“A lot of people jump into marriage without even having a relationship. And then they wonder why, when the baby comes, they find themselves in a place they don't like and they're disappointed because their expectations are not met. These are the things that need to be clarified first.

“People get married because they're in love. When you're in love, everything looks nice. But you need to ask yourself, can you like that person? Because, there are times when you feel you want to strangle your spouse but it's the 'like' that makes you want to hang on. There are times when you think 'I don't love you but I like you, so I'll stay on',” she says.

Relationship first

Johana believes that without a strong relationship, having a baby can actually break a marriage. She says that having a child will not save a marriage and children are never a good enough reason to stay on in a marriage.

She advises couples to have a strong relationship before bringing children into the picture.

“A lot of people think that just because they're married, that that secures everything. No. There's a big difference between a relationship and a marriage. A marriage is a certificate saying that you are the husband and you are the wife but if you don't have a relationship then the marriage is worthless; it's just a piece of paper. What adds value to the marriage is the relationship. And, if you don't relate to one another you don't have a relationship.”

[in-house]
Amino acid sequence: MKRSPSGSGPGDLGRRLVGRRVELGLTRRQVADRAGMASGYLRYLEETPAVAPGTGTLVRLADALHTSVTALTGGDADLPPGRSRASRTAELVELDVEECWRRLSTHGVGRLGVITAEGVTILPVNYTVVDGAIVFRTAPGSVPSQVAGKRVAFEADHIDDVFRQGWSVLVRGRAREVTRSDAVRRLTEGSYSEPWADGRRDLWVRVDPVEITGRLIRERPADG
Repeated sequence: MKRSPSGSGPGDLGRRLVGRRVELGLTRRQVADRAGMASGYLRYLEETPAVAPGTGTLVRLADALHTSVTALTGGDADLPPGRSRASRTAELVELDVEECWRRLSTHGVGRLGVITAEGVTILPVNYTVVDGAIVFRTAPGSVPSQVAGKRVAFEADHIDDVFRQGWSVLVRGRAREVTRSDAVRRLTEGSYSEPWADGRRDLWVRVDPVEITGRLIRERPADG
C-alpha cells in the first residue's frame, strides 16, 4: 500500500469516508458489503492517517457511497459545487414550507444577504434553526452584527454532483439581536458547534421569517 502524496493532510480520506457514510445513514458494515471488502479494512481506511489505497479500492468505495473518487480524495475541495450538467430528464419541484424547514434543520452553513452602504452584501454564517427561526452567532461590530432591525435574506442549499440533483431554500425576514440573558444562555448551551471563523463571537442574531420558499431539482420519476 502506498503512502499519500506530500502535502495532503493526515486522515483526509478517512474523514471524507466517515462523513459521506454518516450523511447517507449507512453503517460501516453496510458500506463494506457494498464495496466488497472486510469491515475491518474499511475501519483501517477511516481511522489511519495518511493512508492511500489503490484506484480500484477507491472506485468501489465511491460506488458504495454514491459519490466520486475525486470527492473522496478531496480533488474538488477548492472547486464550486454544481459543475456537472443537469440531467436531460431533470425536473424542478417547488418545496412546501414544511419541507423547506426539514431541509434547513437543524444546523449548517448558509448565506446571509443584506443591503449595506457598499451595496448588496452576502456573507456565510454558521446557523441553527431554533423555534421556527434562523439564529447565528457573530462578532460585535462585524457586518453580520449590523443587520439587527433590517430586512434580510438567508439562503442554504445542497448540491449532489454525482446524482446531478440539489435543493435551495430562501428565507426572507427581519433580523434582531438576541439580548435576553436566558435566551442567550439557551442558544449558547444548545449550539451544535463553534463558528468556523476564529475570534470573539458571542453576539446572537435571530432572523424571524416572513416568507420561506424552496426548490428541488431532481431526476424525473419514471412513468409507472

When a baby comes along, the couple finds their limits pushed to the maximum. They're both tired and stressed and lacking sleep. Whose turn is it to change the baby or comfort the baby when he cries?

The roles – who does what with regards to the chores in the house and taking care of the baby – need to be discussed and agreed upon, says Johana.

“Negotiation is not just between business partners. Especially for life partners, you should have an agreement. You should come to the table and say, 'Okay, this is what I can offer into the relationship and this is what I can offer as a wife and mother, and this is what I need in return'.

“And the man does the same thing. 'This is what I can offer as a husband, this is what I can offer as a father, but this is what I need in return'.

“Then you see whether you can jive. If there are any differences, that's when you negotiate and compromise.”

The talking, renegotiation and compromising has to continue over the years as the children grow up because with the circumstances are always changing.

Johana rubbishes the myth that having a child can cause a breakup. She says it is often because there was no relationship to begin with or the relationship wasn't strong enough.